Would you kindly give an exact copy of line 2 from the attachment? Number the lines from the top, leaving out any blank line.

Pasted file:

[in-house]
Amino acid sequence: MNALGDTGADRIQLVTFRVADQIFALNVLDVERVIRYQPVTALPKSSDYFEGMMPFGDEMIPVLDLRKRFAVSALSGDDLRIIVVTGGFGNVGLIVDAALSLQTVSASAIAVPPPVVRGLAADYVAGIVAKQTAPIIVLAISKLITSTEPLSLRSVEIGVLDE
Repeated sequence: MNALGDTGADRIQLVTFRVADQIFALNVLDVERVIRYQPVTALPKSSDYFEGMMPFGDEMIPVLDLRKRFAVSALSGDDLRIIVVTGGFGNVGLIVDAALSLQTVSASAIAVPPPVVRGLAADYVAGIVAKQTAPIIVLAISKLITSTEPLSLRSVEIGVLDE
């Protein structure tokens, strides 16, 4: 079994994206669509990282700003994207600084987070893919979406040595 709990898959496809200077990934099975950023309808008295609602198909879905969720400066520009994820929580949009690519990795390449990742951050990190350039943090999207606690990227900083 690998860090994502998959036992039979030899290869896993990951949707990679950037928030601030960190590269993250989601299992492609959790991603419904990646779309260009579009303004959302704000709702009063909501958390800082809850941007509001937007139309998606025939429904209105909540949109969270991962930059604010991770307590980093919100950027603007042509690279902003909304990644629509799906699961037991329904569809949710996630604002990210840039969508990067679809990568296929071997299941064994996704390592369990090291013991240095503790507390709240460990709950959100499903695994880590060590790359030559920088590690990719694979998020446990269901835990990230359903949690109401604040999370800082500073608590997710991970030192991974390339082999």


Amino acid sequence: MNALGDTGADRIQLVTFRVADQIFALNVLDVERVIRYQPVTALPKSSDYFEGMMPFGDEMIPVLDLRKRFAVSALSGDDLRIIVVTGGFGNVGLIVDAALSLQTVSASAIAVPPPVVRGLAADYVAGIVAKQTAPIIVLAISKLITSTEPLSLRSVEIGVLDE